Marden Lodge Primary School and Nursery

About Marden Lodge Primary School and Nursery Browse Features

Marden Lodge Primary School and Nursery

Name Marden Lodge Primary School and Nursery
Ofsted Inspection Rating Good
Inspection Date 29 June 2016
Address Croydon Road, Caterham, Surrey, CR3 6QH
Phone Number 01883343014
Type Academy
Age Range 2-11
Religious Character Does not apply
Gender Mixed
Number of Pupils 247 (52% boys 48% girls)
Number of Pupils per Teacher 20.5
Academy Sponsor Glf Schools
Local Authority Surrey
Percentage Free School Meals 14.4%
Percentage English is Not First Language 9.7%
Persisitent Absence 16.7%
Pupils with SEN Support 13.4%
Catchment Area Information Available Yes, our catchment area data is FREE
Last Distance Offered Information Available Yes

Information about this school

Marden Lodge is a smaller than average-sized primary school with nursery provision. The school has only recently taken over running the nursery classes. Pupil numbers have risen substantially in the last year. In September 2016, the school will increase its early years provision to include two Reception classes at the request of the local authority. The school converted to academy status in September 2013, when it joined the GLF Schools multi-academy trust. The headteacher took up her substantive position in April 2016 after a short period of time as joint acting headteacher. There have been many changes in teaching staff, including at leadership level, in the recent past. The proportion of pupils known to be eligible for the pupil premium (additional government funding) is broadly average. The proportion of pupils who have special educational needs and/or disabilities is above average. The proportion of pupils from minority ethnic backgrounds is below average, as is the proportion of pupils who speak English as an additional language. The school meets the requirements for the publication of specified information on its website. The school shares its site with a local authority children’s centre, which was not part of this inspection. In 2015 the school did not meet government’s floor standards, which set the minimum expectations for pupils’ attainment and progress in reading, writing and mathematics at the end of Year 6.

Summary of key findings for parents and pupils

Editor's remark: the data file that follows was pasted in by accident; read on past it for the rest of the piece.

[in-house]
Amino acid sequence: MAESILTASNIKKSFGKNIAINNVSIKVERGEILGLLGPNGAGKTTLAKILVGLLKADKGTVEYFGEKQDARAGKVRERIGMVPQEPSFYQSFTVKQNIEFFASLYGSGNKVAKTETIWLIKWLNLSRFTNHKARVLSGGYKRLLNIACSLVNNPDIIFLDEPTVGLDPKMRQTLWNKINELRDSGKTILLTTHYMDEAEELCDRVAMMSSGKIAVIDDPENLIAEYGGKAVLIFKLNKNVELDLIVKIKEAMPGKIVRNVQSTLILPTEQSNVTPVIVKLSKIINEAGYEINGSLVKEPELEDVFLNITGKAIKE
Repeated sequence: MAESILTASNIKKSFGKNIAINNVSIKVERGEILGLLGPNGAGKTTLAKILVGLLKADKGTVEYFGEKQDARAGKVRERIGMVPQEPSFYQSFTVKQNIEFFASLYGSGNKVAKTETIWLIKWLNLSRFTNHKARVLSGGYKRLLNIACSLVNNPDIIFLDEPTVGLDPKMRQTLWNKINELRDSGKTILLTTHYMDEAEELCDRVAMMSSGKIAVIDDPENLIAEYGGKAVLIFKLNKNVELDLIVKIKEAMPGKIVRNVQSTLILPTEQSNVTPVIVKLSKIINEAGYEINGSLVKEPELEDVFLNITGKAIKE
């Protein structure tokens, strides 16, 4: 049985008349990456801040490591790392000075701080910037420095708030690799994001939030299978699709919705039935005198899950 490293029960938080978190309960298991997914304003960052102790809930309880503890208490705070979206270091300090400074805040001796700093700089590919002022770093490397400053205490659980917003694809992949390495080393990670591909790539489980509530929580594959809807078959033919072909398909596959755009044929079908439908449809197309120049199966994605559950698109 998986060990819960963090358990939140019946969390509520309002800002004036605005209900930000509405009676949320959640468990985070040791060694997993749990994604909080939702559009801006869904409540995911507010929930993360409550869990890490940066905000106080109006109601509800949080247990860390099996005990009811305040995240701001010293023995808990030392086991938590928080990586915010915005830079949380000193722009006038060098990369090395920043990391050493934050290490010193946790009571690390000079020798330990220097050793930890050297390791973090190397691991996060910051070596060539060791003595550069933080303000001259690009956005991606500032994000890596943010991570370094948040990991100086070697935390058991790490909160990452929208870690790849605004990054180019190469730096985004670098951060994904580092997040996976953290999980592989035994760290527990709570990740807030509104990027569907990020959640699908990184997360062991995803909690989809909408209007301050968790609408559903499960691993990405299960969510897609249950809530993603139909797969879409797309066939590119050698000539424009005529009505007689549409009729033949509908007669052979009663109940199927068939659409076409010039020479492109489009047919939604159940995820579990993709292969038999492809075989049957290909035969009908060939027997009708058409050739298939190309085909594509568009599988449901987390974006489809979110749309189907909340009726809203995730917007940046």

This is a good school The headteacher leads the school with total commitment. Her leadership has ensured the rapid improvement required to make this a good school. Senior leaders work together as an effective team. They lead by example and demand the best of staff and pupils. As a consequence, the capacity for further rapid improvement is very clear to see. Governors are effective in their roles and know the school well. They provide school leaders with the right balance of support and challenge to ensure improvement. The support of the multi-academy trust has been fundamental to the school’s recent significant and sustained improvement. The conduct of pupils is good. Their attitude to learning has improved because teachers have high expectations for behaviour and learning. The school’s system for assessing the progress of pupils is highly effective and ensures that pupils in danger of falling behind are supported well. Most pupils make good or better progress because : the quality of teaching is consistently good or better. Disadvantaged pupils make very good progress. Most are making the rapid progress required to close the gap in attainment with other pupils. Pupils who have special educational needs and/or disabilities make good progress because of the support they receive. Children in the early years make good progress from their different starting points. The school’s work to keep children safe is highly effective. It is not yet an outstanding school because : Middle leaders do not have enough impact on improving the quality of teaching to ensure outstanding outcomes for pupils. The early years provision is still evolving after the school recently took over the on-site nursery provision. Because of the legacy of poor teaching in the past, the attainment of some pupils is not yet as good as it could be. The recent focus on improving outcomes in English and mathematics has reduced the breadth and balance of the school’s curriculum.